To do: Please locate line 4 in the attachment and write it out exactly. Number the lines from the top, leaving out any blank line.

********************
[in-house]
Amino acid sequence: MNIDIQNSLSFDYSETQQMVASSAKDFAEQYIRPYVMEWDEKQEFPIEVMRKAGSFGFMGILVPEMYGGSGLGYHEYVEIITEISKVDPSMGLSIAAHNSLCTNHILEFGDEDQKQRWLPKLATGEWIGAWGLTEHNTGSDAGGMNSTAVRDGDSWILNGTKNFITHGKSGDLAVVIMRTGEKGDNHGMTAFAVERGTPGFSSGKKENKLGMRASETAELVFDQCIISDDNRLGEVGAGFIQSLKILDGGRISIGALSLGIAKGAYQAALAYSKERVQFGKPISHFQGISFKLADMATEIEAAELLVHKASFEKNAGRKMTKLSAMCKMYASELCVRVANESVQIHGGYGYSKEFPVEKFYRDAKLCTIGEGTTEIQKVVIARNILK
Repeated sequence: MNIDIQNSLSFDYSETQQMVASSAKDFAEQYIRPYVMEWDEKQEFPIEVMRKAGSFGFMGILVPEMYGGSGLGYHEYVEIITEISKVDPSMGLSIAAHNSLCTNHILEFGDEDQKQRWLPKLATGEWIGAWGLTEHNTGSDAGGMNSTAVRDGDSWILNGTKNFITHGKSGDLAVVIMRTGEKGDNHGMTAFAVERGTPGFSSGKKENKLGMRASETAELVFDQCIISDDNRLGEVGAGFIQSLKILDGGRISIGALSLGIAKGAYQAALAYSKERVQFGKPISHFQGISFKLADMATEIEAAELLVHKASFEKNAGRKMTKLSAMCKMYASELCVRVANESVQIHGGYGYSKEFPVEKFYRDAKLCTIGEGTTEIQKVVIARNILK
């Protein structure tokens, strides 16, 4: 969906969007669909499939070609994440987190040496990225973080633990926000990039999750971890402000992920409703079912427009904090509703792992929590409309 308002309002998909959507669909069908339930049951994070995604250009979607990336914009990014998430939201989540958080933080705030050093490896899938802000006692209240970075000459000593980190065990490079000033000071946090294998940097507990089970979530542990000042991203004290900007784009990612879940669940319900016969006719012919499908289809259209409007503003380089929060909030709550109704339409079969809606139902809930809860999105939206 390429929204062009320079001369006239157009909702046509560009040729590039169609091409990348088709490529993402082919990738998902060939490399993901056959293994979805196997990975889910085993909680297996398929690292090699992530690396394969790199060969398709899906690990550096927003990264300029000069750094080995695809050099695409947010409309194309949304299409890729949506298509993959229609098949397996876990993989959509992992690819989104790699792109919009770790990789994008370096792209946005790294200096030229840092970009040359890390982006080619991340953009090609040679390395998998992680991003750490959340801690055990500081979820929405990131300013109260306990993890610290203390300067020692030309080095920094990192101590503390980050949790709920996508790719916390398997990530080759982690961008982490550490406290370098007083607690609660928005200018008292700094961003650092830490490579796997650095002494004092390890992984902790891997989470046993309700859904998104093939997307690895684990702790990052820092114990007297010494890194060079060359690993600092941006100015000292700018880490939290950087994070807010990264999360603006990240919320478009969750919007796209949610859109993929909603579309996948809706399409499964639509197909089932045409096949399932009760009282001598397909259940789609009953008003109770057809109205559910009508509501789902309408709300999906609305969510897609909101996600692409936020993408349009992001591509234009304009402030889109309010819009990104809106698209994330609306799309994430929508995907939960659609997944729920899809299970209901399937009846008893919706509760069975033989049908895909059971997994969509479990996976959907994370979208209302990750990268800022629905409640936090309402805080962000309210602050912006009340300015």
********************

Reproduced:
């Protein structure tokens, strides 16, 4: 969906969007669909499939070609994440987190040496990225973080633990926000990039999750971890402000992920409703079912427009904090509703792992929590409309 308002309002998909959507669909069908339930049951994070995604250009979607990336914009990014998430939201989540958080933080705030050093490896899938802000006692209240970075000459000593980190065990490079000033000071946090294998940097507990089970979530542990000042991203004290900007784009990612879940669940319900016969006719012919499908289809259209409007503003380089929060909030709550109704339409079969809606139902809930809860999105939206 390429929204062009320079001369006239157009909702046509560009040729590039169609091409990348088709490529993402082919990738998902060939490399993901056959293994979805196997990975889910085993909680297996398929690292090699992530690396394969790199060969398709899906690990550096927003990264300029000069750094080995695809050099695409947010409309194309949304299409890729949506298509993959229609098949397996876990993989959509992992690819989104790699792109919009770790990789994008370096792209946005790294200096030229840092970009040359890390982006080619991340953009090609040679390395998998992680991003750490959340801690055990500081979820929405990131300013109260306990993890610290203390300067020692030309080095920094990192101590503390980050949790709920996508790719916390398997990530080759982690961008982490550490406290370098007083607690609660928005200018008292700094961003650092830490490579796997650095002494004092390890992984902790891997989470046993309700859904998104093939997307690895684990702790990052820092114990007297010494890194060079060359690993600092941006100015000292700018880490939290950087994070807010990264999360603006990240919320478009969750919007796209949610859109993929909603579309996948809706399409499964639509197909089932045409096949399932009760009282001598397909259940789609009953008003109770057809109205559910009508509501789902309408709300999906609305969510897609909101996600692409936020993408349009992001591509234009304009402030889109309010819009990104809106698209994330609306799309994430929508995907939960659609997944729920899809299970209901399937009846008893919706509760069975033989049908895909059971997994969509479990996976959907994370979208209302990750990268800022629905409640936090309402805080962000309210602050912006009340300015």